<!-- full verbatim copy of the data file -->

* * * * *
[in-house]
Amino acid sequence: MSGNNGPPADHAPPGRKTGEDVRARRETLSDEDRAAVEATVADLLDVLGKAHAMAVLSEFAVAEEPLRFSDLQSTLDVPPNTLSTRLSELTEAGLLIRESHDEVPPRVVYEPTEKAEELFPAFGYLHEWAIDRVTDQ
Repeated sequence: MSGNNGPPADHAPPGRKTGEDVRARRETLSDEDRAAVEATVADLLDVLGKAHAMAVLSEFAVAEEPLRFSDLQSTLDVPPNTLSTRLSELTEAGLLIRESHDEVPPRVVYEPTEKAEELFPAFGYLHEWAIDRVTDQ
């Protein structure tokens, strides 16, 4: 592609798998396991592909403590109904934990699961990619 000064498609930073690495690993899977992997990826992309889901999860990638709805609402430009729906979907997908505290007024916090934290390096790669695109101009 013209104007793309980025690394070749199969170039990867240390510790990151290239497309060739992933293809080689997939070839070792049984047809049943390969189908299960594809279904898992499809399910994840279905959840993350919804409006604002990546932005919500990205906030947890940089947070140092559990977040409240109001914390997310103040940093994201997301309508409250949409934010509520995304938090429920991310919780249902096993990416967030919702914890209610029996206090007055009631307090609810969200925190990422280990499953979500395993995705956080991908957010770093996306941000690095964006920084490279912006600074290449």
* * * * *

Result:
[in-house]
Amino acid sequence: MSGNNGPPADHAPPGRKTGEDVRARRETLSDEDRAAVEATVADLLDVLGKAHAMAVLSEFAVAEEPLRFSDLQSTLDVPPNTLSTRLSELTEAGLLIRESHDEVPPRVVYEPTEKAEELFPAFGYLHEWAIDRVTDQ
Repeated sequence: MSGNNGPPADHAPPGRKTGEDVRARRETLSDEDRAAVEATVADLLDVLGKAHAMAVLSEFAVAEEPLRFSDLQSTLDVPPNTLSTRLSELTEAGLLIRESHDEVPPRVVYEPTEKAEELFPAFGYLHEWAIDRVTDQ
């Protein structure tokens, strides 16, 4: 592609798998396991592909403590109904934990699961990619 000064498609930073690495690993899977992997990826992309889901999860990638709805609402430009729906979907997908505290007024916090934290390096790669695109101009 013209104007793309980025690394070749199969170039990867240390510790990151290239497309060739992933293809080689997939070839070792049984047809049943390969189908299960594809279904898992499809399910994840279905959840993350919804409006604002990546932005919500990205906030947890940089947070140092559990977040409240109001914390997310103040940093994201997301309508409250949409934010509520995304938090429920991310919780249902096993990416967030919702914890209610029996206090007055009631307090609810969200925190990422280990499953979500395993995705956080991908957010770093996306941000690095964006920084490279912006600074290449």